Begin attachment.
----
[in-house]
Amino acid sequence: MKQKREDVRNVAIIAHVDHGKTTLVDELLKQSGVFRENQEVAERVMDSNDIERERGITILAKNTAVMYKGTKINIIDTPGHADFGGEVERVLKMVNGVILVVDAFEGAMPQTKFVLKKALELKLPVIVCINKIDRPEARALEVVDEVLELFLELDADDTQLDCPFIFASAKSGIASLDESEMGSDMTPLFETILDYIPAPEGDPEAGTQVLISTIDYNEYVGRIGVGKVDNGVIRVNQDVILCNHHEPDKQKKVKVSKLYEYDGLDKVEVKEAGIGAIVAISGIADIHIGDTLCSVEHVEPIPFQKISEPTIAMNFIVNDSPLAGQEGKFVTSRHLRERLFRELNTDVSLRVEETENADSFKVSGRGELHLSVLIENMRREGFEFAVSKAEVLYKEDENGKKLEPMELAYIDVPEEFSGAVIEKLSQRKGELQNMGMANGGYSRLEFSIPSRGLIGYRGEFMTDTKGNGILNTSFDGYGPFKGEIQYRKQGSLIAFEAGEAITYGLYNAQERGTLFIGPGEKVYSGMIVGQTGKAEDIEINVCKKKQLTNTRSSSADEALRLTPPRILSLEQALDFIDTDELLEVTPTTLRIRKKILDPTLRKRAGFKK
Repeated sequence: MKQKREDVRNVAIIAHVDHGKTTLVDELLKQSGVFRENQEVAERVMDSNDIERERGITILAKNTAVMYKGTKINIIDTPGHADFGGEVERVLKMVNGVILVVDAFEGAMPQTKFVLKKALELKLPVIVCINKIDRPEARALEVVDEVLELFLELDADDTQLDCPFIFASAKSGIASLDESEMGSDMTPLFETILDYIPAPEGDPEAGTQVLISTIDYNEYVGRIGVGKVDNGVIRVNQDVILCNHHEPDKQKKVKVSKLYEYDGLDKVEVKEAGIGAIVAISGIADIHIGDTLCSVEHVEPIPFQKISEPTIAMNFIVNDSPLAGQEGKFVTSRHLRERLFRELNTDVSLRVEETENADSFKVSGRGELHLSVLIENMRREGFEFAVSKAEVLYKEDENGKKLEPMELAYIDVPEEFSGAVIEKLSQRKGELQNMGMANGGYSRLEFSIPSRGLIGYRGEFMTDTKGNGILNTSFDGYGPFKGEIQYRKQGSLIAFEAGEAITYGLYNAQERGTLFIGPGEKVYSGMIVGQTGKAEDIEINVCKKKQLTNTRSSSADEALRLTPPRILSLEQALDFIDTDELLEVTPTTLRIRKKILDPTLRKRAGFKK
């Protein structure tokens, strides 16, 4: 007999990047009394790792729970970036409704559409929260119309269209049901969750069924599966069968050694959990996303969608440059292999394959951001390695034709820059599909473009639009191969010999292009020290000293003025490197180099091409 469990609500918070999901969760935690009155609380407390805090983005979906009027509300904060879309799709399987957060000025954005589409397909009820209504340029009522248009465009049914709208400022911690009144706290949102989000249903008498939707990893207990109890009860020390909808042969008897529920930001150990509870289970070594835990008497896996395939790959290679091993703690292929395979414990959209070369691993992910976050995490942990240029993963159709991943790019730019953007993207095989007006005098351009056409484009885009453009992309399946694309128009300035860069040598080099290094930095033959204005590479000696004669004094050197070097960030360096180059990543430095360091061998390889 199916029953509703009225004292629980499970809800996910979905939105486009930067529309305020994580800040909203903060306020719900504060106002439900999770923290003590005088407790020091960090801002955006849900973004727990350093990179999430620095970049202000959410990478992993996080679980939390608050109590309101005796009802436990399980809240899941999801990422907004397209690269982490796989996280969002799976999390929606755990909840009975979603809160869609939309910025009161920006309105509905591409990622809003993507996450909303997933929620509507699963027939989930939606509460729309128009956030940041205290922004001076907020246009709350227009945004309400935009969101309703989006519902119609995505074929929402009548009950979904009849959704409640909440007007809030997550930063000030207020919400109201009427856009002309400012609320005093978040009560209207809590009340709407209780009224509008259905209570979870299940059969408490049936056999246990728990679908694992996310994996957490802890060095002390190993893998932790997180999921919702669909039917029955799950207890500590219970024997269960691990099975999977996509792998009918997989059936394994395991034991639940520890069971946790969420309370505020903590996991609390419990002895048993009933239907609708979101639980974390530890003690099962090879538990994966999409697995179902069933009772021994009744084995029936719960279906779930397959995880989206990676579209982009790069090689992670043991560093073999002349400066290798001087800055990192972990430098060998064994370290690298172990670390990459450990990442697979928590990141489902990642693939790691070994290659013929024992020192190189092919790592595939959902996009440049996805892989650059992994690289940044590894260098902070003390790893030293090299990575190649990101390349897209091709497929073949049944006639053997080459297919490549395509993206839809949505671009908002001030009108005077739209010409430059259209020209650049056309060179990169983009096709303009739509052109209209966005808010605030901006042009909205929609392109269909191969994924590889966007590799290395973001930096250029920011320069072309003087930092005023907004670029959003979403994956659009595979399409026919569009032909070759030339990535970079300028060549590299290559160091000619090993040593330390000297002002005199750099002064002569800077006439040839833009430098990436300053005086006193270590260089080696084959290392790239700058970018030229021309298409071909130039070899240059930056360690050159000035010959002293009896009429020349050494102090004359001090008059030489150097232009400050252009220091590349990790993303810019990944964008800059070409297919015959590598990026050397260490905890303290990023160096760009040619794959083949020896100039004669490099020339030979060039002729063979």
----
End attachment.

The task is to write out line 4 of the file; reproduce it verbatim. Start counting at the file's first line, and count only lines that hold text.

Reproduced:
């Protein structure tokens, strides 16, 4: 007999990047009394790792729970970036409704559409929260119309269209049901969750069924599966069968050694959990996303969608440059292999394959951001390695034709820059599909473009639009191969010999292009020290000293003025490197180099091409 469990609500918070999901969760935690009155609380407390805090983005979906009027509300904060879309799709399987957060000025954005589409397909009820209504340029009522248009465009049914709208400022911690009144706290949102989000249903008498939707990893207990109890009860020390909808042969008897529920930001150990509870289970070594835990008497896996395939790959290679091993703690292929395979414990959209070369691993992910976050995490942990240029993963159709991943790019730019953007993207095989007006005098351009056409484009885009453009992309399946694309128009300035860069040598080099290094930095033959204005590479000696004669004094050197070097960030360096180059990543430095360091061998390889 199916029953509703009225004292629980499970809800996910979905939105486009930067529309305020994580800040909203903060306020719900504060106002439900999770923290003590005088407790020091960090801002955006849900973004727990350093990179999430620095970049202000959410990478992993996080679980939390608050109590309101005796009802436990399980809240899941999801990422907004397209690269982490796989996280969002799976999390929606755990909840009975979603809160869609939309910025009161920006309105509905591409990622809003993507996450909303997933929620509507699963027939989930939606509460729309128009956030940041205290922004001076907020246009709350227009945004309400935009969101309703989006519902119609995505074929929402009548009950979904009849959704409640909440007007809030997550930063000030207020919400109201009427856009002309400012609320005093978040009560209207809590009340709407209780009224509008259905209570979870299940059969408490049936056999246990728990679908694992996310994996957490802890060095002390190993893998932790997180999921919702669909039917029955799950207890500590219970024997269960691990099975999977996509792998009918997989059936394994395991034991639940520890069971946790969420309370505020903590996991609390419990002895048993009933239907609708979101639980974390530890003690099962090879538990994966999409697995179902069933009772021994009744084995029936719960279906779930397959995880989206990676579209982009790069090689992670043991560093073999002349400066290798001087800055990192972990430098060998064994370290690298172990670390990459450990990442697979928590990141489902990642693939790691070994290659013929024992020192190189092919790592595939959902996009440049996805892989650059992994690289940044590894260098902070003390790893030293090299990575190649990101390349897209091709497929073949049944006639053997080459297919490549395509993206839809949505671009908002001030009108005077739209010409430059259209020209650049056309060179990169983009096709303009739509052109209209966005808010605030901006042009909205929609392109269909191969994924590889966007590799290395973001930096250029920011320069072309003087930092005023907004670029959003979403994956659009595979399409026919569009032909070759030339990535970079300028060549590299290559160091000619090993040593330390000297002002005199750099002064002569800077006439040839833009430098990436300053005086006193270590260089080696084959290392790239700058970018030229021309298409071909130039070899240059930056360690050159000035010959002293009896009429020349050494102090004359001090008059030489150097232009400050252009220091590349990790993303810019990944964008800059070409297919015959590598990026050397260490905890303290990023160096760009040619794959083949020896100039004669490099020339030979060039002729063979």